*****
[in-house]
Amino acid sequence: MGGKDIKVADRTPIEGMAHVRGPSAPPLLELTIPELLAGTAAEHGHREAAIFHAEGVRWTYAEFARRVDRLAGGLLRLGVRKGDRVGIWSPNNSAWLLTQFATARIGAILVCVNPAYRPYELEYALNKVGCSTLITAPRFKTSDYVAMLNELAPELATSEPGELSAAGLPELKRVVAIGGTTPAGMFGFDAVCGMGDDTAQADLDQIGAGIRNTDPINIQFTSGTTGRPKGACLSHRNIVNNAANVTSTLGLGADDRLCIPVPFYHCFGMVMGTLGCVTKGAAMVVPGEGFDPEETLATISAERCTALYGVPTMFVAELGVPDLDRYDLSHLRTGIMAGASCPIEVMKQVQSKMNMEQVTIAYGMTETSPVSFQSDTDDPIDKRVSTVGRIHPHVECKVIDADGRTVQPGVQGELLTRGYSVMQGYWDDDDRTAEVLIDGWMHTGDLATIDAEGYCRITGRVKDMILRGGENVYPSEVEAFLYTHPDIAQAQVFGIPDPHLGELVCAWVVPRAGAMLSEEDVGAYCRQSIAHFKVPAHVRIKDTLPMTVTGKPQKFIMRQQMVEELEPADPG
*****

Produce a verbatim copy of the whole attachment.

[in-house]
Amino acid sequence: MGGKDIKVADRTPIEGMAHVRGPSAPPLLELTIPELLAGTAAEHGHREAAIFHAEGVRWTYAEFARRVDRLAGGLLRLGVRKGDRVGIWSPNNSAWLLTQFATARIGAILVCVNPAYRPYELEYALNKVGCSTLITAPRFKTSDYVAMLNELAPELATSEPGELSAAGLPELKRVVAIGGTTPAGMFGFDAVCGMGDDTAQADLDQIGAGIRNTDPINIQFTSGTTGRPKGACLSHRNIVNNAANVTSTLGLGADDRLCIPVPFYHCFGMVMGTLGCVTKGAAMVVPGEGFDPEETLATISAERCTALYGVPTMFVAELGVPDLDRYDLSHLRTGIMAGASCPIEVMKQVQSKMNMEQVTIAYGMTETSPVSFQSDTDDPIDKRVSTVGRIHPHVECKVIDADGRTVQPGVQGELLTRGYSVMQGYWDDDDRTAEVLIDGWMHTGDLATIDAEGYCRITGRVKDMILRGGENVYPSEVEAFLYTHPDIAQAQVFGIPDPHLGELVCAWVVPRAGAMLSEEDVGAYCRQSIAHFKVPAHVRIKDTLPMTVTGKPQKFIMRQQMVEELEPADPG